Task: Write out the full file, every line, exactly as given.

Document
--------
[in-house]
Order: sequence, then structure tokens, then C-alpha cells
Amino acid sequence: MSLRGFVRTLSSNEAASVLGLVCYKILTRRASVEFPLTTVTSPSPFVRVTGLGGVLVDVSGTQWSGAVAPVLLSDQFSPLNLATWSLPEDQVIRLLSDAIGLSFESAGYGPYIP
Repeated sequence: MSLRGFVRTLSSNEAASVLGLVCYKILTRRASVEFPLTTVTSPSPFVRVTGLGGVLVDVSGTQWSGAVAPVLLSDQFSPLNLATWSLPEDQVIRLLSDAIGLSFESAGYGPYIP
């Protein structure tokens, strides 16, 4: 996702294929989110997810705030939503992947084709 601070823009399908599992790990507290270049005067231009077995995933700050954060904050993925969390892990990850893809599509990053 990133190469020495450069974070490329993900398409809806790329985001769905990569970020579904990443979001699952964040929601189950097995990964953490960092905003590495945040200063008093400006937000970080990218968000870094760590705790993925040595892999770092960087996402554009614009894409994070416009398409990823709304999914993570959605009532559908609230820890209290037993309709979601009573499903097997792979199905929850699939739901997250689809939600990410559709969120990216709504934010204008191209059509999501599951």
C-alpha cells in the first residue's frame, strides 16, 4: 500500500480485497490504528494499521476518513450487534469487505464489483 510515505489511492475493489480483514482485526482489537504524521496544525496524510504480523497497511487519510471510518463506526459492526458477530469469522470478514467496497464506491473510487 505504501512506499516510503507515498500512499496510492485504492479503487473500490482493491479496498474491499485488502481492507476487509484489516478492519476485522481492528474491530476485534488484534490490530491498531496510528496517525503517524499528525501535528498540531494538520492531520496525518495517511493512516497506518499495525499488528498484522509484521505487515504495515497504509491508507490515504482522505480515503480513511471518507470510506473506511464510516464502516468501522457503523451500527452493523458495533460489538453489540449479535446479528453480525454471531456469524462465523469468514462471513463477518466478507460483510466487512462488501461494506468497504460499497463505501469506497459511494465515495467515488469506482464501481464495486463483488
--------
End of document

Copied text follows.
[in-house]
Order: sequence, then structure tokens, then C-alpha cells
Amino acid sequence: MSLRGFVRTLSSNEAASVLGLVCYKILTRRASVEFPLTTVTSPSPFVRVTGLGGVLVDVSGTQWSGAVAPVLLSDQFSPLNLATWSLPEDQVIRLLSDAIGLSFESAGYGPYIP
Repeated sequence: MSLRGFVRTLSSNEAASVLGLVCYKILTRRASVEFPLTTVTSPSPFVRVTGLGGVLVDVSGTQWSGAVAPVLLSDQFSPLNLATWSLPEDQVIRLLSDAIGLSFESAGYGPYIP
């Protein structure tokens, strides 16, 4: 996702294929989110997810705030939503992947084709 601070823009399908599992790990507290270049005067231009077995995933700050954060904050993925969390892990990850893809599509990053 990133190469020495450069974070490329993900398409809806790329985001769905990569970020579904990443979001699952964040929601189950097995990964953490960092905003590495945040200063008093400006937000970080990218968000870094760590705790993925040595892999770092960087996402554009614009894409994070416009398409990823709304999914993570959605009532559908609230820890209290037993309709979601009573499903097997792979199905929850699939739901997250689809939600990410559709969120990216709504934010204008191209059509999501599951």
C-alpha cells in the first residue's frame, strides 16, 4: 500500500480485497490504528494499521476518513450487534469487505464489483 510515505489511492475493489480483514482485526482489537504524521496544525496524510504480523497497511487519510471510518463506526459492526458477530469469522470478514467496497464506491473510487 505504501512506499516510503507515498500512499496510492485504492479503487473500490482493491479496498474491499485488502481492507476487509484489516478492519476485522481492528474491530476485534488484534490490530491498531496510528496517525503517524499528525501535528498540531494538520492531520496525518495517511493512516497506518499495525499488528498484522509484521505487515504495515497504509491508507490515504482522505480515503480513511471518507470510506473506511464510516464502516468501522457503523451500527452493523458495533460489538453489540449479535446479528453480525454471531456469524462465523469468514462471513463477518466478507460483510466487512462488501461494506468497504460499497463505501469506497459511494465515495467515488469506482464501481464495486463483488